Betsy Devos, the subject of Wally' Glickman's satiric and melodic little video, is the death knell for American public education, which is one of the essential institutions of our democratic society.
Funny how satire can show the dark undertones of what DeVos represents.
Public education offers a guarantee to everyone in this country. It was a hard-fought victory. First, it required persuading the public to tax themselves to pay for schools for the children of the community. Second, it required separating the schools from religious institutions, which had long been the source of education. Third, it meant expanding access to all: to boys and girls, to children of all races and cultures, to children whose first language was not English, and to children with disabilities.
Former Under Secretary of Education Diane Ravitch says: " Betsy DeVos and her family have devoted millions of dollars to destroying public schools and turning the clock back by more than a century. In Michigan, no one says no to the DeVos family. They defeat legislators who dare to say no. They own the state. Is that too strong a statement? Read this blistering, "The Red Queen" a frightening article about DeVos, a woman who is ignorant of the history of public education in America and the role of public schools in our society. Her hostility to public schools should have disqualified her from consideration for this position."
From The Red Queen: "A characteristic DeVos move in Lansing traces a familiar pattern. A piece of legislation suddenly appears courtesy of a family ally. It pops up late in the session, late at night, or better still, during lame duck, when the usual legislative horse trading shifts into overdrive. So it was with a controversial bill that popped up 2013, doubling the limits for campaign contributions--a limit that no one in Michigan was wealthy enough to hit. Well almost no one. The GOP jammed the measure through, Governor Snyder signed it, and it took effect immediately. "The DeVoses then got their whole clan together and held a check writing party," recalls Jeff Irwin, a democratic state representative from Ann Arbor who was recently term limited out. "It was a love letter to the richest people in Michigan and they delivered with a huge thank you."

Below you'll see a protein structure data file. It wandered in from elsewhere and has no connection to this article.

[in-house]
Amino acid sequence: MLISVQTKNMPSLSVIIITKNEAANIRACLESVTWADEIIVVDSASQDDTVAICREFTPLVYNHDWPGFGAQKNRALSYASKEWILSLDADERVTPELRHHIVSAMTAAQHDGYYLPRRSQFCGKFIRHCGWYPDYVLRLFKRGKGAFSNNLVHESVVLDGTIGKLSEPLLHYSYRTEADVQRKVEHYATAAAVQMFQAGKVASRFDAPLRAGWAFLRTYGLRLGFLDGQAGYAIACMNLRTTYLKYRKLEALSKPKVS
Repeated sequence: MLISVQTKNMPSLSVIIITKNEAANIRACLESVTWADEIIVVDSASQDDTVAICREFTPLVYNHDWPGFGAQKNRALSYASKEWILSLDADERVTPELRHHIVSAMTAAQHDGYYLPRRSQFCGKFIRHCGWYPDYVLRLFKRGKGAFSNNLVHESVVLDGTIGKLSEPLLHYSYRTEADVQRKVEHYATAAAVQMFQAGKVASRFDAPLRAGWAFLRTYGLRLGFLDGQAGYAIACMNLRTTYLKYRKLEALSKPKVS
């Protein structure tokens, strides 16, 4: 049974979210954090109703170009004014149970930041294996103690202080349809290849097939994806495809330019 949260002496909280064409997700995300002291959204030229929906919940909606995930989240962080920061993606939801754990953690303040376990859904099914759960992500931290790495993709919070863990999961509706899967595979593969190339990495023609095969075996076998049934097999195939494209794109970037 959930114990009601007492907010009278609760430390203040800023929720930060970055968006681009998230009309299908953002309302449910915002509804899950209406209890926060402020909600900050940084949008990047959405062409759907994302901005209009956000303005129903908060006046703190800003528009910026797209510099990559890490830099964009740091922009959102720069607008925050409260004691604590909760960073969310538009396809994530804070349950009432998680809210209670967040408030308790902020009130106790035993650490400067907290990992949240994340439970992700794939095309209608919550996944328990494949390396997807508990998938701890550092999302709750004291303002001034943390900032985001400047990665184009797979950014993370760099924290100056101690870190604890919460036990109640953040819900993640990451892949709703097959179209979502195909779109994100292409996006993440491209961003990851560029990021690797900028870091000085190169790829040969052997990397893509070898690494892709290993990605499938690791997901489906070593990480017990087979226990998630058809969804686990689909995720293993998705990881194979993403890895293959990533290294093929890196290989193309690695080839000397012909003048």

"The extended DeVos clan gathered on New Year's Eve 2013, writing check after check to Republican candidates and caucuses to the tune of more than $300,000, an exercise they would repeat just a few months later. Did they sip champagne as they signed? Did their hands grow weary? For the DeVoses, the ability to give even more money means that they can exert even more influence. "When you empower a billionaire family like that, you give them more power," Michigan Campaign Finance Network director Craig Mauger told me when I stopped by to see him in Lansing. Just blocks from the Capital, his office is in a part of the city that teems with the lobbyists who hold so much sway here. His building is home to not one, but two different for-profit charter operators. "The DeVoses are tilting the field and changing the structures of politics in Michigan."